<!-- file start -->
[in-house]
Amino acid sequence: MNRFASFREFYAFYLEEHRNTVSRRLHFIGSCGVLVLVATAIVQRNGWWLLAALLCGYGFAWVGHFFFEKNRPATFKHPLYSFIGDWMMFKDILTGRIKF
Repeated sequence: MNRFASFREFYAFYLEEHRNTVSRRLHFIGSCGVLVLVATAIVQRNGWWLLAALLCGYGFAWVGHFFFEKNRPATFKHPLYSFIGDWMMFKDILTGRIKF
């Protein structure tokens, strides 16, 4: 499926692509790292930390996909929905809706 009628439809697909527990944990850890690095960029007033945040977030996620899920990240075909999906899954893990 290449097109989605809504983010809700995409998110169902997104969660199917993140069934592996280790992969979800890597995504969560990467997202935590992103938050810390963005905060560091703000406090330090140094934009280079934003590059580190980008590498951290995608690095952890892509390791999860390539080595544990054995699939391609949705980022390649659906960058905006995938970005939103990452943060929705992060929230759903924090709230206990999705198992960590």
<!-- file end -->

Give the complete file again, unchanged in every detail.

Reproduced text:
[in-house]
Amino acid sequence: MNRFASFREFYAFYLEEHRNTVSRRLHFIGSCGVLVLVATAIVQRNGWWLLAALLCGYGFAWVGHFFFEKNRPATFKHPLYSFIGDWMMFKDILTGRIKF
Repeated sequence: MNRFASFREFYAFYLEEHRNTVSRRLHFIGSCGVLVLVATAIVQRNGWWLLAALLCGYGFAWVGHFFFEKNRPATFKHPLYSFIGDWMMFKDILTGRIKF
């Protein structure tokens, strides 16, 4: 499926692509790292930390996909929905809706 009628439809697909527990944990850890690095960029007033945040977030996620899920990240075909999906899954893990 290449097109989605809504983010809700995409998110169902997104969660199917993140069934592996280790992969979800890597995504969560990467997202935590992103938050810390963005905060560091703000406090330090140094934009280079934003590059580190980008590498951290995608690095952890892509390791999860390539080595544990054995699939391609949705980022390649659906960058905006995938970005939103990452943060929705992060929230759903924090709230206990999705198992960590």